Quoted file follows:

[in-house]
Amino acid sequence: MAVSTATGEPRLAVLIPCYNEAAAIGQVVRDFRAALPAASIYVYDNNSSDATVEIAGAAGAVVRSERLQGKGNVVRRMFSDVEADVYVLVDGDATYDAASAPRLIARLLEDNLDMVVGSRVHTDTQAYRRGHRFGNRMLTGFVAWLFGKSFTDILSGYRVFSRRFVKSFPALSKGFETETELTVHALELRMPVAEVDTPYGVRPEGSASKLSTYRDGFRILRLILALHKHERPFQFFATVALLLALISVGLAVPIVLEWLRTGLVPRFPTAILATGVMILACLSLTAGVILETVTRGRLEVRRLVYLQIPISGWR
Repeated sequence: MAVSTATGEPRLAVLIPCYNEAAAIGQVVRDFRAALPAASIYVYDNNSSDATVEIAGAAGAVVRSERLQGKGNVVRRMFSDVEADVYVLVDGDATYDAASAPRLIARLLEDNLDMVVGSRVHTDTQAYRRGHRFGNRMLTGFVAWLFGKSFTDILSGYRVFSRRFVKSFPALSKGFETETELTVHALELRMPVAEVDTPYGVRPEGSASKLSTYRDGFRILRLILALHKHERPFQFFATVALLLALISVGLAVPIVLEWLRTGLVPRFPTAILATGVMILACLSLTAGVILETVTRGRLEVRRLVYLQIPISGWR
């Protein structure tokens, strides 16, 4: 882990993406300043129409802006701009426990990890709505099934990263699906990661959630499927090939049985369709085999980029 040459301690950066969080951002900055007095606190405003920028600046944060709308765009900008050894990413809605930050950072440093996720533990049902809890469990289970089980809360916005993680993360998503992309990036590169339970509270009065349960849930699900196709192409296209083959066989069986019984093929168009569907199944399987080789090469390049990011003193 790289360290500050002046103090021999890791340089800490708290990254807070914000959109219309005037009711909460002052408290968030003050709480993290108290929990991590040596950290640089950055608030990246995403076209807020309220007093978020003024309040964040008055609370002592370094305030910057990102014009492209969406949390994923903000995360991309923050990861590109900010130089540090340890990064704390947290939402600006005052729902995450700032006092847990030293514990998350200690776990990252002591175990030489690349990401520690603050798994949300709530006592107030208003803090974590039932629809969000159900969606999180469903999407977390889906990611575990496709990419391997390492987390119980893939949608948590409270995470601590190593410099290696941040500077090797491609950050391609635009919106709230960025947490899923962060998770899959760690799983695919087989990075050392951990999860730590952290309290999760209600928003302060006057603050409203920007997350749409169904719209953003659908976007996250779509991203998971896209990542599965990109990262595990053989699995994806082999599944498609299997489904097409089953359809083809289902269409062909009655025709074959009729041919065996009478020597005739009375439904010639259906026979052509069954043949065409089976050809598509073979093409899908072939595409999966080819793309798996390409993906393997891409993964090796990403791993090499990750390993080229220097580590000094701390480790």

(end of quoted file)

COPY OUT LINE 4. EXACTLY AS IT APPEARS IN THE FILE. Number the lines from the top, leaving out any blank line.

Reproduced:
């Protein structure tokens, strides 16, 4: 882990993406300043129409802006701009426990990890709505099934990263699906990661959630499927090939049985369709085999980029 040459301690950066969080951002900055007095606190405003920028600046944060709308765009900008050894990413809605930050950072440093996720533990049902809890469990289970089980809360916005993680993360998503992309990036590169339970509270009065349960849930699900196709192409296209083959066989069986019984093929168009569907199944399987080789090469390049990011003193 790289360290500050002046103090021999890791340089800490708290990254807070914000959109219309005037009711909460002052408290968030003050709480993290108290929990991590040596950290640089950055608030990246995403076209807020309220007093978020003024309040964040008055609370002592370094305030910057990102014009492209969406949390994923903000995360991309923050990861590109900010130089540090340890990064704390947290939402600006005052729902995450700032006092847990030293514990998350200690776990990252002591175990030489690349990401520690603050798994949300709530006592107030208003803090974590039932629809969000159900969606999180469903999407977390889906990611575990496709990419391997390492987390119980893939949608948590409270995470601590190593410099290696941040500077090797491609950050391609635009919106709230960025947490899923962060998770899959760690799983695919087989990075050392951990999860730590952290309290999760209600928003302060006057603050409203920007997350749409169904719209953003659908976007996250779509991203998971896209990542599965990109990262595990053989699995994806082999599944498609299997489904097409089953359809083809289902269409062909009655025709074959009729041919065996009478020597005739009375439904010639259906026979052509069954043949065409089976050809598509073979093409899908072939595409999966080819793309798996390409993906393997891409993964090796990403791993090499990750390993080229220097580590000094701390480790």